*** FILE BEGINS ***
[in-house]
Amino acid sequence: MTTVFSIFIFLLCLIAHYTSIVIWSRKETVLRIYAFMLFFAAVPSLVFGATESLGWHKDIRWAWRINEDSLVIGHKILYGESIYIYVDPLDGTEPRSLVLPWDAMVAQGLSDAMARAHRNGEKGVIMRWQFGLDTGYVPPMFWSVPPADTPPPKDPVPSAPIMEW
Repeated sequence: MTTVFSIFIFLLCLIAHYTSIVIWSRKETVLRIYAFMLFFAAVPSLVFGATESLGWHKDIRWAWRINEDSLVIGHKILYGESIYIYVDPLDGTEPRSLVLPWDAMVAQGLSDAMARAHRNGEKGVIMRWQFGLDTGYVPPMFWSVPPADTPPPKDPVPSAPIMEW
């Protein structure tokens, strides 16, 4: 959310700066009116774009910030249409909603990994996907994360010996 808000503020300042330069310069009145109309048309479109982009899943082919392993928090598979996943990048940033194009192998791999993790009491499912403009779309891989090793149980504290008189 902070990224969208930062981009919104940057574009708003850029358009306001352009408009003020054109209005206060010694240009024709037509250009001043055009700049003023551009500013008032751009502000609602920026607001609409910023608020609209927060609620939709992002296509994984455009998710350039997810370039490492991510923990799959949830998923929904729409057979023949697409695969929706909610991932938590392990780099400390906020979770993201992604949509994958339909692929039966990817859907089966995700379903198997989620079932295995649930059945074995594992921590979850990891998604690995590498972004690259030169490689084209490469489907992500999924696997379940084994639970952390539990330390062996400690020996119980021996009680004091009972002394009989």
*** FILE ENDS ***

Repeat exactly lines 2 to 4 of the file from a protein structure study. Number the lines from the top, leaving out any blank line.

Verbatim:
Amino acid sequence: MTTVFSIFIFLLCLIAHYTSIVIWSRKETVLRIYAFMLFFAAVPSLVFGATESLGWHKDIRWAWRINEDSLVIGHKILYGESIYIYVDPLDGTEPRSLVLPWDAMVAQGLSDAMARAHRNGEKGVIMRWQFGLDTGYVPPMFWSVPPADTPPPKDPVPSAPIMEW
Repeated sequence: MTTVFSIFIFLLCLIAHYTSIVIWSRKETVLRIYAFMLFFAAVPSLVFGATESLGWHKDIRWAWRINEDSLVIGHKILYGESIYIYVDPLDGTEPRSLVLPWDAMVAQGLSDAMARAHRNGEKGVIMRWQFGLDTGYVPPMFWSVPPADTPPPKDPVPSAPIMEW
């Protein structure tokens, strides 16, 4: 959310700066009116774009910030249409909603990994996907994360010996 808000503020300042330069310069009145109309048309479109982009899943082919392993928090598979996943990048940033194009192998791999993790009491499912403009779309891989090793149980504290008189 902070990224969208930062981009919104940057574009708003850029358009306001352009408009003020054109209005206060010694240009024709037509250009001043055009700049003023551009500013008032751009502000609602920026607001609409910023608020609209927060609620939709992002296509994984455009998710350039997810370039490492991510923990799959949830998923929904729409057979023949697409695969929706909610991932938590392990780099400390906020979770993201992604949509994958339909692929039966990817859907089966995700379903198997989620079932295995649930059945074995594992921590979850990891998604690995590498972004690259030169490689084209490469489907992500999924696997379940084994639970952390539990330390062996400690020996119980021996009680004091009972002394009989």